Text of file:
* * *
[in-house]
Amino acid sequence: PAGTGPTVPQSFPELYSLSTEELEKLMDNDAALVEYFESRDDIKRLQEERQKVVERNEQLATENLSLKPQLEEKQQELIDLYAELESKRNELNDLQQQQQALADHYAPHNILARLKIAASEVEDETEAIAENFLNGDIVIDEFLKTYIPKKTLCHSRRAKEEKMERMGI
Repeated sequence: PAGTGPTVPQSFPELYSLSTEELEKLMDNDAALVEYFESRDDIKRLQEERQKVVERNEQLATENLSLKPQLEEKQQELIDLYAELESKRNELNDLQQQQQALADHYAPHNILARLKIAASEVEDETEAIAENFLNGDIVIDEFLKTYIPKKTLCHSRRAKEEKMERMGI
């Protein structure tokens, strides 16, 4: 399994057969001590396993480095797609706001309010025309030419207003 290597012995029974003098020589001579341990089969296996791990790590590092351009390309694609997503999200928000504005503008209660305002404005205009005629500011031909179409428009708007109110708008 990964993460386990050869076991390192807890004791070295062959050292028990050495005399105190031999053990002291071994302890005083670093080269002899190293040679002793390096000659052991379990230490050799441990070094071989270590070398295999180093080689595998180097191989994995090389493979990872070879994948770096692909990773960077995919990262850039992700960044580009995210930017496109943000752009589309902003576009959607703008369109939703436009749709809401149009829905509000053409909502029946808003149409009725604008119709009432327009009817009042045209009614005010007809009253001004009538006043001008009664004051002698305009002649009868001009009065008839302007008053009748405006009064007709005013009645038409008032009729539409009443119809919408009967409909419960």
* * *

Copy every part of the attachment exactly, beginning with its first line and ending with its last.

[in-house]
Amino acid sequence: PAGTGPTVPQSFPELYSLSTEELEKLMDNDAALVEYFESRDDIKRLQEERQKVVERNEQLATENLSLKPQLEEKQQELIDLYAELESKRNELNDLQQQQQALADHYAPHNILARLKIAASEVEDETEAIAENFLNGDIVIDEFLKTYIPKKTLCHSRRAKEEKMERMGI
Repeated sequence: PAGTGPTVPQSFPELYSLSTEELEKLMDNDAALVEYFESRDDIKRLQEERQKVVERNEQLATENLSLKPQLEEKQQELIDLYAELESKRNELNDLQQQQQALADHYAPHNILARLKIAASEVEDETEAIAENFLNGDIVIDEFLKTYIPKKTLCHSRRAKEEKMERMGI
């Protein structure tokens, strides 16, 4: 399994057969001590396993480095797609706001309010025309030419207003 290597012995029974003098020589001579341990089969296996791990790590590092351009390309694609997503999200928000504005503008209660305002404005205009005629500011031909179409428009708007109110708008 990964993460386990050869076991390192807890004791070295062959050292028990050495005399105190031999053990002291071994302890005083670093080269002899190293040679002793390096000659052991379990230490050799441990070094071989270590070398295999180093080689595998180097191989994995090389493979990872070879994948770096692909990773960077995919990262850039992700960044580009995210930017496109943000752009589309902003576009959607703008369109939703436009749709809401149009829905509000053409909502029946808003149409009725604008119709009432327009009817009042045209009614005010007809009253001004009538006043001008009664004051002698305009002649009868001009009065008839302007008053009748405006009064007709005013009645038409008032009729539409009443119809919408009967409909419960």